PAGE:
An experiment in imagination
I hadn’t vacuumed or cleaned the carpets in the two years I’d been living in that damp apartment. Yet there I sat, surrounded by copies of Men’s Health, Car and Driver, Maxim, Consumer Reports, GQ, Cosmopolitan, and a myriad of other magazines of lesser brand recognition. Each was missing full page spreads, key product imagery, feature photos, and showcased the occasional outline where a nude model had once been.
On a dreary day in the fall of 2003, for hours on end, I butchered magazine covers and editorial content with a pair of kitchen scissors. Each gaping hole I left represented some our world’s most desired stuff. And here I was shoving it all into an old Patron tequila box, wondering when it would magically appear in my life. This was my “manifestation box.” I had just been introduced to the Law of Attraction and naturally assumed that the cars, gadgets, models, beaches, and mansions would all soon be mine.
I still had a lot to learn.
I’m a self-help junkie. Like many, whose credit cards literally created the billion-dollar personal growth industry, I have purchased every get-rich-quick scheme, real estate course, fad diet, brain stimulator, speed reading course, miracle healing device, and home juicer.
Late night infomercials are designed for people like me.
I’m also addicted to religion (another billion-dollar industry I’m growing), and not any one in particular. I grew up in the Christian church, briefly turned atheist when that was a fad, found out what agnostic meant and claimed that for a while, experimented with my own version of Buddhism, hit a rough patch and resorted back to Christianity, found it limiting my creativity, discovered metaphysics, got turned off by a bunch of old hippies, got turned on by a bunch of young hippies, realized it was the “organized” part of things that I found inhibiting, but then found some organizations that I aligned with, took a step back and went through the entire gamut of religions from a new perspective, saw a lot of similarities and a lot of differences, ultimately landed back where I started (and, breathe), which was:
What do I really believe?
In early 2011, after years of practicing (when I remembered to) the power of positive thought, I took a job at Google and became fascinated with an idea that’s embedded into their culture. Based in eastern religion, it’s the concept of mindfulness. For too many years, I was so focused on the dogma of everything, that I never noticed the spirituality. I decided that instead of trying to understand why and what everyone else was believing, I would take a look inward and see if there was any truth there.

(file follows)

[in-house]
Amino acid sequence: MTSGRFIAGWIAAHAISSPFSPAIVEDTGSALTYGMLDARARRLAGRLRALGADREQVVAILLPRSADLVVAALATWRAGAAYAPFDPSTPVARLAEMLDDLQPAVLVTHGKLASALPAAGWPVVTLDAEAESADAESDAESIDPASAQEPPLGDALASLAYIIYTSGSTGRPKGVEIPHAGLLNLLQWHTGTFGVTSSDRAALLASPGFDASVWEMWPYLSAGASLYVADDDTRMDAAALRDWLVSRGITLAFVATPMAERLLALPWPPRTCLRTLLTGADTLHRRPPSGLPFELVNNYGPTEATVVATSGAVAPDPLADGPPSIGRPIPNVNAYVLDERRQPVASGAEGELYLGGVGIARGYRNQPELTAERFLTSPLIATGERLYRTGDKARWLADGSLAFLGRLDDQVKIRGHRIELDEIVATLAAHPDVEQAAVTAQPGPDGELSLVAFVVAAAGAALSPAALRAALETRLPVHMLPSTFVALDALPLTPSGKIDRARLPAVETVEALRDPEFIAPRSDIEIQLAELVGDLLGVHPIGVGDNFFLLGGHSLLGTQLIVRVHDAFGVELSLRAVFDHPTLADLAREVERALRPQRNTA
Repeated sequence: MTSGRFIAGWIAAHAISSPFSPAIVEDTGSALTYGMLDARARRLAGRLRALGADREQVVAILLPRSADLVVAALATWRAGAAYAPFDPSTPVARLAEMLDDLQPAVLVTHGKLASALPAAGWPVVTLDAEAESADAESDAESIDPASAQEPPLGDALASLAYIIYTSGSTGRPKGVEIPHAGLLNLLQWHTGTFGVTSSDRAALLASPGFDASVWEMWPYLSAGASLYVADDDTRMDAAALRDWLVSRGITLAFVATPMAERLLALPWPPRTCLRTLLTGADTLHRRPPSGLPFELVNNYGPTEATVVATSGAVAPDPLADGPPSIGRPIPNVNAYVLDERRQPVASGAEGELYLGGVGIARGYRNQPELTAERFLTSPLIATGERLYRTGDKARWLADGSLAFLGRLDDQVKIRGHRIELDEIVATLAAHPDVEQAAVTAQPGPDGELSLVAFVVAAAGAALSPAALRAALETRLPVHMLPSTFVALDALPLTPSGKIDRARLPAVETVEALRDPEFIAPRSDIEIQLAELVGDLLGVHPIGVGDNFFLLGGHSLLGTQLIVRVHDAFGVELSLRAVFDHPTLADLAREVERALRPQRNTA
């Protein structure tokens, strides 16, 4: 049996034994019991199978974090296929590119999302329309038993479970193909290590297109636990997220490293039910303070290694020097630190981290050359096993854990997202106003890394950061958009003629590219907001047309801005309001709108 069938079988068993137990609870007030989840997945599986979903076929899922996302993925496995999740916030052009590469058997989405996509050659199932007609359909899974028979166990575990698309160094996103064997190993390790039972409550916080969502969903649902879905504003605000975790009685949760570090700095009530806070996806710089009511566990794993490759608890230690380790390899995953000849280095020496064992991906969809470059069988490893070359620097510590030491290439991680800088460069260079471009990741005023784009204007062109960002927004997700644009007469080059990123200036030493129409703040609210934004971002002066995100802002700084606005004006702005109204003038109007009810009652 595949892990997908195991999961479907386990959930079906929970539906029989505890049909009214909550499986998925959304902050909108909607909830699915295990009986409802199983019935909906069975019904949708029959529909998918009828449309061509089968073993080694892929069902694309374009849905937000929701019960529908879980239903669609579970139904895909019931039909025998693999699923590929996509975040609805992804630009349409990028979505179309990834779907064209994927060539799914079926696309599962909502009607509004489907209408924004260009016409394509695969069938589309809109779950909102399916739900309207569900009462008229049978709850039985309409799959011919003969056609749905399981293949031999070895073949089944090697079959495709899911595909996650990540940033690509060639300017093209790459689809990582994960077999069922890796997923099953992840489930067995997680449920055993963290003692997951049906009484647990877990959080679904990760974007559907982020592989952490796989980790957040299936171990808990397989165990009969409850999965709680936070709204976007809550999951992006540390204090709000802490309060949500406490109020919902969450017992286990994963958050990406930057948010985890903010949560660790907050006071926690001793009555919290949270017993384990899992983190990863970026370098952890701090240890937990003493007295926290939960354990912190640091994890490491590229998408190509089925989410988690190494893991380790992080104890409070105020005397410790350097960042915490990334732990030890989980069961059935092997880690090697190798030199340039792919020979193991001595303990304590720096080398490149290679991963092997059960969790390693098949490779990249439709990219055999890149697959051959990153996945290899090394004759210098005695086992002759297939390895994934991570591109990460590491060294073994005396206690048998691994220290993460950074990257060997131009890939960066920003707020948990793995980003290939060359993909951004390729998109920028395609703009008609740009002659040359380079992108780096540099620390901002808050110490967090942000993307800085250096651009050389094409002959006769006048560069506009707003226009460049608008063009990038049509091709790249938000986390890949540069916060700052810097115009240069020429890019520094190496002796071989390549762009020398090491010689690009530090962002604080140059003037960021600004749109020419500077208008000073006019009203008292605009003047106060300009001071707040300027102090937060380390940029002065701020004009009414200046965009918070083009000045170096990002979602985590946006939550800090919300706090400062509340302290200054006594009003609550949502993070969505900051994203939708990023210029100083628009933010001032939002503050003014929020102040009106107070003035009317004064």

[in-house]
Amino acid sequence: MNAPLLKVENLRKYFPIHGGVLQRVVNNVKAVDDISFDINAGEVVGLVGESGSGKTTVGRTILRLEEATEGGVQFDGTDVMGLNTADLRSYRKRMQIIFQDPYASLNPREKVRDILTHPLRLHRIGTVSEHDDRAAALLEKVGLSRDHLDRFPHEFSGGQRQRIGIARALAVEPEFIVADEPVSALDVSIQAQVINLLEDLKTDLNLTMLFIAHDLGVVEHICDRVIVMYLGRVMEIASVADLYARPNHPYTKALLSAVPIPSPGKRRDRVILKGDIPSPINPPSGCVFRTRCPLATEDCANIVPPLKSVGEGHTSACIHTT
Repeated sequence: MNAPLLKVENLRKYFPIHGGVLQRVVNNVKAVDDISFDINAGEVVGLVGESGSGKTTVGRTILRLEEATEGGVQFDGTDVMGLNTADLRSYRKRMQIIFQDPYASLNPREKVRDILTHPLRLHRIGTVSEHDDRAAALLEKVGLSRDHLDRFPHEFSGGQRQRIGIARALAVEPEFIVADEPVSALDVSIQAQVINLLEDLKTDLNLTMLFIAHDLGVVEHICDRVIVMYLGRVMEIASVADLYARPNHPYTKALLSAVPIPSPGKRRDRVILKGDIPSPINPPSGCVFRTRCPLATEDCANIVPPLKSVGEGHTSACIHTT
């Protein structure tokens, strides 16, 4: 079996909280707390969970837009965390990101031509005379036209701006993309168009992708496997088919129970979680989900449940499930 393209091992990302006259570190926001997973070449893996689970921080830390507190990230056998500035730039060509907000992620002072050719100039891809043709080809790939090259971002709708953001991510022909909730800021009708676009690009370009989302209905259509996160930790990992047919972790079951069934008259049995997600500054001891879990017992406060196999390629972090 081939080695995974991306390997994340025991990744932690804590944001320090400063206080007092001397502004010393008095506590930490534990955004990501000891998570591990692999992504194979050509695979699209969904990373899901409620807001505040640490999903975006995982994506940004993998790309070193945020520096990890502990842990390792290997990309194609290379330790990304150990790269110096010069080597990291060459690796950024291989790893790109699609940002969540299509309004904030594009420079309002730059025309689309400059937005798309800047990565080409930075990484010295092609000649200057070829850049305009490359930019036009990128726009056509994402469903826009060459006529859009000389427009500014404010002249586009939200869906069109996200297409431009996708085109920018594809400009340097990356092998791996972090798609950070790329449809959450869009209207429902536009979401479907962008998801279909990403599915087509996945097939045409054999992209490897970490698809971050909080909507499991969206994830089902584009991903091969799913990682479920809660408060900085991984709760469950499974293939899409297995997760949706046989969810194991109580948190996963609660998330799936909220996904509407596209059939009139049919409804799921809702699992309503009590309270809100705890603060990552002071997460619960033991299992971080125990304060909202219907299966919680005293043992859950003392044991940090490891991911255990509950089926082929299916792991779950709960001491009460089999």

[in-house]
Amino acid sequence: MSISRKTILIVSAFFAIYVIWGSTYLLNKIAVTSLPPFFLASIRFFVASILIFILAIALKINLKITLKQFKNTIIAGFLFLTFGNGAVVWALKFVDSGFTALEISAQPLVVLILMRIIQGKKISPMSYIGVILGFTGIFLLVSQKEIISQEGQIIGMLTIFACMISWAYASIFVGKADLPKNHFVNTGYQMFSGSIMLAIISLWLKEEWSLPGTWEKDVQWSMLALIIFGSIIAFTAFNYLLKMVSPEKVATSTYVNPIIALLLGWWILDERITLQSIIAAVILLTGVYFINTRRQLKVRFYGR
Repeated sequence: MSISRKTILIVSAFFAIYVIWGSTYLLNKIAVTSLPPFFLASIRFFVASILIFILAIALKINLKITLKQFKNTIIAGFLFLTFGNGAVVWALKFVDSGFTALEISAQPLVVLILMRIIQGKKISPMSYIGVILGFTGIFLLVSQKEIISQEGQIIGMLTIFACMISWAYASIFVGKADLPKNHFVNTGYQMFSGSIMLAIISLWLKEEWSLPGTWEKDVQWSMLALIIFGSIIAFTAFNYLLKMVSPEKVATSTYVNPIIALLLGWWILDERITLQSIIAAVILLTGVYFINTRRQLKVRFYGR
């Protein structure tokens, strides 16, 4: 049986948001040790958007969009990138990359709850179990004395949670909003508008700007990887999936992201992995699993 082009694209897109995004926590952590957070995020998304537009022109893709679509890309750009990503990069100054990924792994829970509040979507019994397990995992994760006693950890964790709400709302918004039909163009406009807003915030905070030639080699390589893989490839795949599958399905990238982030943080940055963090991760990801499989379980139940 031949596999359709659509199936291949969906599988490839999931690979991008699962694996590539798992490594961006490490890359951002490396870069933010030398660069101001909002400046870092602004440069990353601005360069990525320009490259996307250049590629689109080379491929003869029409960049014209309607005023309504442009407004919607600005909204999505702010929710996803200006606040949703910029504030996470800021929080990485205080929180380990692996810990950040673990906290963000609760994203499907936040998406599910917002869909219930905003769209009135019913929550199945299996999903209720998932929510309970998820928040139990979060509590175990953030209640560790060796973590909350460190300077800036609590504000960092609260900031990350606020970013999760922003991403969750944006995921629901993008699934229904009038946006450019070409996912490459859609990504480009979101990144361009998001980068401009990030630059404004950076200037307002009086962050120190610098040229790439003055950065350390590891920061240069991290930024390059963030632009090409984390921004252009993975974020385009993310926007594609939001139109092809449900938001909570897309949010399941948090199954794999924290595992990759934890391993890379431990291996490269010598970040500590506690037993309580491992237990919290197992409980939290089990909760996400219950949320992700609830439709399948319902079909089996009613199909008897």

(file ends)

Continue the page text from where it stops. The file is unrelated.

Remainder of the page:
What did I end up finding at the root of all my problems? The usual—self-loathing, excessive alcohol, and a lethargic mind being the main culprits.
I’m now in the process of reexamining everything I know about mind, body, and spirit. From the vantage point of mindfulness I’ve discovered that approaching these things in terms of right or wrong solutions isn’t the answer. With an altered perspective they can all make sense.
Yes, I believe in the Law of Attraction. But I also believe in Jesus (Yeshua). I believe in the Buddha. I believe in Geometry (God Math for the win!). I believe in subjective reality. I believe in our quantum awesomeness. (cue building music) I believe in Me.
But mostly, I believe that no matter what, having a positive attitude, an inquisitive mind, and an open outlook will always benefit us no matter what.
In November of 2012, I quit my job at Google to explore the universe full-time through the lens of my own imagination.
This blog is an experiment in thinking beyond what is possible. To try and figure things out, or step beyond the need for physical proof. To approach life from a place of innocence, like the new kitten who rolls around on the floor with a loose piece of paper.
So, join me on my journey of the mind, body, and spirit.
If our thoughts are things, let’s see how far honest imagination will take us.